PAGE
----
F1 should learn from Indycar racing - Weekend

F1 should learn from Indycar racing

Jerome NeriAtty. Jerome G. Neri
The Scrutineer

MAY 1 marked the 20th anniversary of the darkest day in Formula 1: the 1994 San Marino Grand Prix, third race of the 1994 Formula 1 calendar.

During qualifying, Austrian driver Roland Ratzenberger got killed after losing control of his car and hitting a concrete barrier at high speed. On race day, May 1, 1994, a day I will never forget, three-time world champion Ayrton Senna lost control of his car at the Tamburello corner and crashed into the barrier of the run-off area, killing him.

We lost two drivers in one race weekend, one of whom was the most popular and one of the greatest drivers F1 has ever seen, Senna. These deaths brought about changes in Formula 1 regulations with safety as an emphasis.

AYRTON SENNA. The F1 racing great died in an accident on race day of the San Marino Grand Prix on May 1, 1994. (AP FOTO)
AYRTON SENNA. The F1 racing great died in an accident on race day of the San Marino Grand Prix on May 1, 1994. (AP FOTO)

A modern Formula1 car has so much driver protection and must pass crash tests, and all the Formula 1 circuits have very good run-off areas and safety barriers. Formula 1 has not had a death since Ratzenberger and Senna.

Senna’s Formula 1 career began in 1984, a time when racing was dangerous and sex was safe. Today it is the other way around. This was when F1 cars had over 1,000 horsepower; today’s Formula 1 cars have 600 horsepower due to engine regulations.

The 1985 Monaco Grand Prix marked the arrival of Senna as an upcoming legend in Formula 1. This was a race in appalling conditions with very heavy rain. Senna at that time was driving an uncompetitive Lotus, and he was moving up the field at five seconds a lap faster than everyone else.

Race leader Alain Prost in a Mclaren kept on signaling to the marshals to stop the race as the conditions were getting worse and other drivers were spinning out. The race eventually was stopped prematurely with Prost winning it and Senna coming in second. Had the race been stopped a lap later, Senna would have won.

In 1988, Senna joined Mclaren. This was the beginning of his fierce rivalry with Prost, the rivalry which made him the Formula 1 legend that he is. He was so good at racing that he soon became the most popular sportsperson of his era in his home country, Brazil. Twenty years on, Senna is still as popular as ever, with so many people paying tribute to him on his death anniversary. He is not only a racing legend, but one of the greatest sports personalities ever.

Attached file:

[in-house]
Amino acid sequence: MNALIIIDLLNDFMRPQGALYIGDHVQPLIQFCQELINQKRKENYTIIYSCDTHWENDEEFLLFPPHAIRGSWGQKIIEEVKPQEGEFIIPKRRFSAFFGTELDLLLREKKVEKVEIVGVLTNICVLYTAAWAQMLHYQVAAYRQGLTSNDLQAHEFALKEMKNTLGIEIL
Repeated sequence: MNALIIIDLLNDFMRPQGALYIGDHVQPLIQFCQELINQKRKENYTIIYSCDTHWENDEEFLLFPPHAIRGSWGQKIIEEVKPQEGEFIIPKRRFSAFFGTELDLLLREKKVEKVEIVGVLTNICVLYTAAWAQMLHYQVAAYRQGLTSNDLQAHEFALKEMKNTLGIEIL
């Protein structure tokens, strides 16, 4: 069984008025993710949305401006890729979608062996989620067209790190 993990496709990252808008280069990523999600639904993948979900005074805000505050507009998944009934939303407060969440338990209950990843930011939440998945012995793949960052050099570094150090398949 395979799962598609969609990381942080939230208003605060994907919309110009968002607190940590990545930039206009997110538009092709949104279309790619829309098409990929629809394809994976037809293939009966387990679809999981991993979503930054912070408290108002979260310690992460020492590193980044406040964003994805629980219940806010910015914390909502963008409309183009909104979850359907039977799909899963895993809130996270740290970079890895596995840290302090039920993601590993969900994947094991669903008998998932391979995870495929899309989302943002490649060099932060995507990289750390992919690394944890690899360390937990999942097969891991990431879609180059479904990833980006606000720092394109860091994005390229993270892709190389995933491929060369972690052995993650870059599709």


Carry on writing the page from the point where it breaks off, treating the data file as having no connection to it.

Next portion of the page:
Formula 1 looks to be headed into a crisis, and this is because the regulations are going the wrong way. The costs of racing in Formula 1 are going up, making it impossible for the poorer teams to compete with the richer teams. A lot of the speed in a Formula 1 car is through aerodynamic efficiency that all the front running teams have a state-of-the-art wind tunnel running 24/7 with the best aerodynamic engineers just to find every single bit of aerodynamic advantage.

It will be very difficult and very expensive for new teams to catch up with the established teams, and in Formula 1, if success does not come, the team eventually runs out of money. Proof of this are the struggles of Marrusia and Caterham. Both of these teams joined in 2010, and despite the all-new regulation changes, they are still slow and nowhere near the front of the field.

Huge amounts of money are spent on aerodynamic research, which has no relevance to roadcar technology. This could be a reason why a lot of car manufactures have pulled out of the sport. Only Mercedes and Ferrari are the manufacturers left. Renault is just an engine supplier, and Honda is coming back as an engine supplier.

Meanwhile, in America, we see a resurgence of Indycar racing. Indycar was in decline after the series was split into two factions in the mid-90s.

Now that they are united again, it is growing and its fanbase is coming back. What is interesting with Indycar is the regulations are designed in such a way that costs are reasonable. The chassis comes from one manufacturer, therefore the aerodynamics are the same for everyone. What is different between the teams are the engines. So far, there are two engine suppliers — Chevy and Honda. Cosworth is interested in joining next year.

The FIA should learn from Indycar and pattern Formula 1 in a similar way. I believe that if aerodynamics were standardized in Formula 1, we will get better racing, and the field will be much closer to each other.

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